THE 28 countries in the European Union form the world’s largest energy importer with Russia its biggest supplier of oil, gas, uranium and coal, as well as the third-largest electricity exporter to the EU.

The EU is Russia’s largest trade partner, accounting for more than half its foreign trade, 45 per cent of its imports and 55 per cent of its exports. The EU takes 88 per cent of Russia’s total oil exports, 70 per cent of its gas exports and half its coal exports. Seventy-five per cent of cumulative foreign investments in Russia are from the EU.

Thirteen European countries relied on Russia for more than 80 per cent of their total gas consumption in 2010 and 17 depended on Russia for more than 80 per cent of gas imports.

Russia’s export capacity to Europe will increase to 250 bcm a year by 2020 and more than 300 bcm by 2030. But Russia only has gas contracts for 158 bcm a year to Europe.

The recession in Europe since 2008 and America’s shale gas revolution have led to a global gas glut.

These, combined with a decline in Russia’s long-term contracts based on oil-indexed prices and its controversial ‘take-or-pay’clauses – which lock in customers to specific quantities – have undermined Russia’s traditional business strategies and price models.

The EU’s gas demand decreased by about 10 per cent – the largest recorded decline – in 2011 and by a further 2.3 per cent in 2012.

Russia’ supplies declined in 2011 and Norway overtook Russia as the EU’s largest gas supplier for the first time in 2012. Gas imports from Norway to the EU rose 12 per cent while imports from Gazprom fell 10 per cent.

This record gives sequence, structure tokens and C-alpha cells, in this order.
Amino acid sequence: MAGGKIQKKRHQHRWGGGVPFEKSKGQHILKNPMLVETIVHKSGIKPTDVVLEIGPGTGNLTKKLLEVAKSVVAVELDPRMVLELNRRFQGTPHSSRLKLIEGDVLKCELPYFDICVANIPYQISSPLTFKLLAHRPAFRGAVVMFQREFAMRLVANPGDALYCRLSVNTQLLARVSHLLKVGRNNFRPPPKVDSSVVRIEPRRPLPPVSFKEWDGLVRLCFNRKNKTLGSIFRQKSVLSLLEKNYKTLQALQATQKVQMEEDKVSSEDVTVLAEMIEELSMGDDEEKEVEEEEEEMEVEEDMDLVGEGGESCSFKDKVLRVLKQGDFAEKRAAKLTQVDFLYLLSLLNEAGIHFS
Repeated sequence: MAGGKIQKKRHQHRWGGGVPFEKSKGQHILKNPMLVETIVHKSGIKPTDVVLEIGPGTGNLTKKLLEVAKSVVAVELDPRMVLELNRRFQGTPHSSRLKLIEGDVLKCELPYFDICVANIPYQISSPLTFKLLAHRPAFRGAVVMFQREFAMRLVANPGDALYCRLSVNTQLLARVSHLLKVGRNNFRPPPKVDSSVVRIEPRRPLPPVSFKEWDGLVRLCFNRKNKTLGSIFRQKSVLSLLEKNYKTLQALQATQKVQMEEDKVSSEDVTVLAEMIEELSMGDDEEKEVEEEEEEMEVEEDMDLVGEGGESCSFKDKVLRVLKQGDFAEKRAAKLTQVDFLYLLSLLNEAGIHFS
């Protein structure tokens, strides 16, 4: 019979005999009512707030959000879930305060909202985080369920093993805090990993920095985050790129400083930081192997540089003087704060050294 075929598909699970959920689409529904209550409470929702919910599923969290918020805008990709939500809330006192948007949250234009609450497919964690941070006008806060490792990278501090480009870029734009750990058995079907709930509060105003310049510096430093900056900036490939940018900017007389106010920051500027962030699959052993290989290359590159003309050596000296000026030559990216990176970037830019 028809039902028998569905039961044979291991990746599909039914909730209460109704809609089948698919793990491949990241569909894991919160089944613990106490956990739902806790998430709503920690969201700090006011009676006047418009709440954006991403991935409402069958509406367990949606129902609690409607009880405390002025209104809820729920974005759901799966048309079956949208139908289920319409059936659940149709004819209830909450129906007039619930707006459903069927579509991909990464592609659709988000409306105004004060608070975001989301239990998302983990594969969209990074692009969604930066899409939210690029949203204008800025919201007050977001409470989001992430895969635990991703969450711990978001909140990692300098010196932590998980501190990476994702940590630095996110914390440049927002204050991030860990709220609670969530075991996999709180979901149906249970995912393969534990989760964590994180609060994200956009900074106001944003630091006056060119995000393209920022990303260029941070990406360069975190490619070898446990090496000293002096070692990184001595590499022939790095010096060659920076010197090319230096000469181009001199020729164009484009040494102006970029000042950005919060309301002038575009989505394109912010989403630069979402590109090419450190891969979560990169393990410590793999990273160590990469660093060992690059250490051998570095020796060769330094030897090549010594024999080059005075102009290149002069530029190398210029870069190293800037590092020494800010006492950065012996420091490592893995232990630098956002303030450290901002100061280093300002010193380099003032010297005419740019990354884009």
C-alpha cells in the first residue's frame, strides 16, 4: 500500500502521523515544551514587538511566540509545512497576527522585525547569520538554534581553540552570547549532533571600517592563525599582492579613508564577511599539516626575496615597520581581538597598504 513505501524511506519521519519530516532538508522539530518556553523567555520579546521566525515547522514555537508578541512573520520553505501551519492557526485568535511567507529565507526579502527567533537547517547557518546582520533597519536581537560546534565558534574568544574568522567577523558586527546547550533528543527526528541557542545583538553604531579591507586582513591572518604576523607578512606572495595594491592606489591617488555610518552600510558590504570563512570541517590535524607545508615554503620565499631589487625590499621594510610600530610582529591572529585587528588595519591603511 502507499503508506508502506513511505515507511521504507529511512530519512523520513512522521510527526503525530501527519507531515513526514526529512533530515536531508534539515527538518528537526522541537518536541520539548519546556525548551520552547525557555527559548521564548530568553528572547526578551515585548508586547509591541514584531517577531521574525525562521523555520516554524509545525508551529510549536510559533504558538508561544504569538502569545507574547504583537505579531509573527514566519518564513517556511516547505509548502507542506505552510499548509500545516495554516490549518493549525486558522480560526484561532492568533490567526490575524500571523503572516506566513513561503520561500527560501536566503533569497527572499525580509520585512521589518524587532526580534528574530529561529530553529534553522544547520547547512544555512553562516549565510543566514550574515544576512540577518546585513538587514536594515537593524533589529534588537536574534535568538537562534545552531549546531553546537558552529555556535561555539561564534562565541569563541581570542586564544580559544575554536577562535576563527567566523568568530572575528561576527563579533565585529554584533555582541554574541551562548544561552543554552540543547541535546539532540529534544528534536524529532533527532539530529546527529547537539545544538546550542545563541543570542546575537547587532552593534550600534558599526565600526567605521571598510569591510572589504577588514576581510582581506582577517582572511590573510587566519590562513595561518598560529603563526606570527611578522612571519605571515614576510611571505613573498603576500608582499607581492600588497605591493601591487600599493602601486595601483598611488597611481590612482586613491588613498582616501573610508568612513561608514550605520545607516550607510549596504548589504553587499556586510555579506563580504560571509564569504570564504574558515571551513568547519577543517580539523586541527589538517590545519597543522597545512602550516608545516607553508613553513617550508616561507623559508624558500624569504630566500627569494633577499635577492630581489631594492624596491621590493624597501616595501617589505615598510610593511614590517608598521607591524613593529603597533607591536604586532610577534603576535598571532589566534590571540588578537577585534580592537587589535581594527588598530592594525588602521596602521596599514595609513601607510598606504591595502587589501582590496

Gas is taking the role of a swing fuel to guarantee the base-load stability of European countries as a back-up to renewables. Gas-fired power plants across Europe are struggling to make a profit.

This has decreased the overall European gas demand growth. It has resulted in Gazprom’s European gas partners demanding a gas price decrease and a new price-setting mechanism based on spot-market gas prices.

In the future, Russia will have to compete with Azerbaijan’s growing gas exports of up to 60 bcm to the Turkish and European gas market and new gas supplies from new sources and producers which exploit Europe’s own shale gas resources, America’s liquefied natural gas (LNG) exports, and new conventional off-shore gas resources in Romania, Bulgaria and the east Mediterranean Sea.

Turkmenistan, with its fourth largest conventional gas reserves in the world (17.5 trillion cubic metres), is also still interested in exporting gas to Europe.

The EU also wants to expand its LNG share in the next decade to increase its diversification of gas imports away from Russia.

The Kremlin and Gazprom have seemed more interested in maintaining the highest gas price linked to oil prices rather than defending their share in the European gas market.

Russia’s share of EU gas imports has fallen from almost half in 2000 to 31.8 per cent in 2010 and to a quarter in 2012. The EU share of Russia’s total gas sales revenue has dropped from 60 per cent to 40 per cent in the last decade to 2010.

Russian pipeline gas has become the most expensive option for European gas importers and Gazprom’s main gas buyers as a result of changing conditions in global and European gas markets.

While Russia may benefit from high oil prices – and its resistance to give up its oil indexed gas price system – it may further undermine its own future gas market share.

Other competitors, like Statoil, have renegotiated many of their long-term contracts to spot price indexation.

The European Commission is not only concerned about its gas supply security, but increasingly by the rising gas price difference between the US and the EU.

Gas prices in the US industry sector reduced by 66 per cent between 2005-2012, primarily due to America’s shale gas revolution, but they rose by 35 per cent over the same time in the EU.

Disputes over natural gas prices forced Gazprom to cut them by an average of about 12 per cent in 2012. But only 20 per cent of Gazprom’s gas exports to Europe in 2012 were spot-market deals, and the remainder were fixed formulae